Neil O’Connor, the director of fire, resilience and emergencies in the department for communities and local government attended the launch event last week and unveiled a plaque at the new £215,000 centre.
Lifewise is a life-size film set of a small town which is used to deliver fire, road and personal safety messages to the public and is a collaboration between South Yorkshire Police, South Yorkshire Fire and Rescue and South Yorkshire Safer Roads Partnership.
Mr O’Connor saw the early stages of the site’s construction last spring, and was keen to return to see the finished centre.
Lifewise’s flagship education programme Crucial Crew sees thousands of the county’s school children taken through a scenario-based learning programme to learn about antisocial behaviour, fire safety, arson, road safety, first aid and safe travel on buses.
Each year every South Yorkshire school is invited to attend Crucial Crew and the scenarios are delivered by partners local to the school.
Mr O’Connor said: “The creation of this centre is an excellent example of partnership working between local agencies. Children and young people represent a great opportunity to the fire and rescue service and the police as educators to introduce lifelong skills and messages which will lead to fire safe, responsible and safer behaviour in all our communities.”
Chief fire officer Jamie Courtney said: “This centre is an outstanding example of the ground-breaking collaboration work we are involved in with the police and other partners.”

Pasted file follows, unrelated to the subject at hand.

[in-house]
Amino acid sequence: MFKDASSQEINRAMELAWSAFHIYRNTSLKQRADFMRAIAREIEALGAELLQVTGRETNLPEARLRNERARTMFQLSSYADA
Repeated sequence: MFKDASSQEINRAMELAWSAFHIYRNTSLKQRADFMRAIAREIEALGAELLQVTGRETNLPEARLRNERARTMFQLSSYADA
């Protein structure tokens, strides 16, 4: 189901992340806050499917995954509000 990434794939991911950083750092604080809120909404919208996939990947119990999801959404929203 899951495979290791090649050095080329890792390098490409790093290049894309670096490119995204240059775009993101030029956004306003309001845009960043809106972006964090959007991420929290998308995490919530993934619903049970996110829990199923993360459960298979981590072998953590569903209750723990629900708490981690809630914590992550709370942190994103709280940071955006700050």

“Educating young people to help keep themselves safe is of common interest to us, and we have both based our community safety teams at the centre to develop ongoing partnership working.”
Temporary chief constable Bob Dyson said: “By both organisations coming together we are already seeing great benefits.”
“We have adopted a one message approach which means that it doesn’t matter which service the staff member comes from they will ensure that all safety messages from the partnership are delivered.”
“So this means we get messages out about fire safety, crime prevention and road safety and use the Lifewise Centre as a hub to direct the public if they require more information. Staff are coordinating activity and so far over 5,600 people have attended the centre.”
The centre cost £215,000, with more than £200,000 in goods and services donated to the project by local businesses and the community.